Can’t get enough of the street art in Delhi? St+art Delhi 2016 have a lot more colours and perspectives in store. Here’s some more to tantalise your senses and being. Have a look.
1. Fusion Art by Rakesh Kumar Memrot
This particular artwork has been done by Rakesh, who has been exploring the arena of Indian Folk Art for quite a few years. The piece combines his fascination for sparrows & leaves, and Gond Art that is native to Central India. It deals with the serious issue of diminishing options of natural habitat for animals and birds. The elephant in the frame here gives a ray of hope and new beginnings.
2. Shekhawati by Mahendra Pawar
Shekhawati painting is a folk tradition of a small village in Rajasthan that goes with the same name. New technology and print media has somewhat led to the receding importance of such traditional Indian art forms, which led to the conceptualisation of this artwork. Mahendra, who hails from Samode village in Jaipur Tehsil of Rajasthan, has always cherished and kept alive this dying art form through his work. You can find this artwork at Khanna Market in the Lodhi Art District.
3. Swachh Bharat by Kafeel
This piece has been done by Painter Kafeel, a hand-painting and letter artist based in Delhi. The artwork has been facilitated by St+art India in collaboration with Swachh Bharat Mission, Central Public Works Department and Ministry of Urban Development.
4. The Tourist by Avinash and Kamesh
Anyone who will see this mural will instantly be reminded of his/her phone buzzing with social media notifications. That is what the piece aims to depict: the social media and smart phone revolution. While Avinash and Kamesh worked towards their art in Lodhi, they observed many people around clicking pictures of the walls, doing fashion shoots and of course taking a lot of selfies, That’s how the focus of their art changed from the walls towards the people who visit this place daily to view the artwork.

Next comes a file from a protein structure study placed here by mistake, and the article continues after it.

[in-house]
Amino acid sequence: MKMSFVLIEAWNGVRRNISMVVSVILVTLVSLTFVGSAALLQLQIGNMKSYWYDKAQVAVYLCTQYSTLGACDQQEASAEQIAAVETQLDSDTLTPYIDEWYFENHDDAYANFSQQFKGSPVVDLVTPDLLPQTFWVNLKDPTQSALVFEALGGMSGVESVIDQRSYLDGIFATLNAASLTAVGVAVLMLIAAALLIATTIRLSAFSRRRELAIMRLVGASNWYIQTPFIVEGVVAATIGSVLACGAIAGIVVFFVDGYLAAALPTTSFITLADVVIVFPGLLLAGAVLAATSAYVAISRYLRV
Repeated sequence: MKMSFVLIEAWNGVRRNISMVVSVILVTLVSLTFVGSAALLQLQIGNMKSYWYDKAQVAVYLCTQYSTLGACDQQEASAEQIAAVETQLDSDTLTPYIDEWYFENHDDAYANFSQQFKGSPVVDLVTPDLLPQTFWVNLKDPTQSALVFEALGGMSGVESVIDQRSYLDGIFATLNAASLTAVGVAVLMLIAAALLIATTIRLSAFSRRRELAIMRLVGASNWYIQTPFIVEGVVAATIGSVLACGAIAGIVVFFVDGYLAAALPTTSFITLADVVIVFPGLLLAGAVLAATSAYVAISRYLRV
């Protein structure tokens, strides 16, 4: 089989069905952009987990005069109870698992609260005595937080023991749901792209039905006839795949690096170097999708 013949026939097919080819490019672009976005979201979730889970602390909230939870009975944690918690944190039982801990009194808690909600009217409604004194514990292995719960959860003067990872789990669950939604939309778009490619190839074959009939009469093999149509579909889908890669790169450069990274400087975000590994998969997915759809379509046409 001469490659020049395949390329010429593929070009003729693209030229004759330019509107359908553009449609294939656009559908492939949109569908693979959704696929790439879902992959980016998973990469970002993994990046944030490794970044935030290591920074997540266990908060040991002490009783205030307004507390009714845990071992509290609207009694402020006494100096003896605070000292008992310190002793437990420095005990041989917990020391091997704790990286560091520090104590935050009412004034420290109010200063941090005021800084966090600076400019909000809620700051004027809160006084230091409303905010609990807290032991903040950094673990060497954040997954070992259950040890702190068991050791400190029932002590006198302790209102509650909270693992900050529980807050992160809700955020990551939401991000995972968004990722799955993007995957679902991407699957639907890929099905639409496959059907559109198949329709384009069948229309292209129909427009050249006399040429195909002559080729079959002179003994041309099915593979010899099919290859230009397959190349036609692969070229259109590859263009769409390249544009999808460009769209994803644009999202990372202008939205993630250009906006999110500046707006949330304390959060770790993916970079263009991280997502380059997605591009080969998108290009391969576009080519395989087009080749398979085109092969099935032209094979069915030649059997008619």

5. Amma by Blaise
This art piece in Lodhi Colony has been done by the Indian artist Blaise Joseph. He has painted here the image of his mother who currently resides in Kerala. Blaise chose the portrait of a mother figure to describe its diverse manifestations. As mother nature, the figure will give you the faint memories of the lost lands, and as a mother in an urban context, it depicts the migrants of the cities – the cities which are one the verge of becoming concrete jungles. This latter category of people are reminded of their own mothers and the mother nature represented in their agricultural lands and forests- the memories that they have left behind. These people are indigenous who have the power to sustain any kind of diversity and culture, despite of being away from their homes.
Image Courtesy: Upasana Malik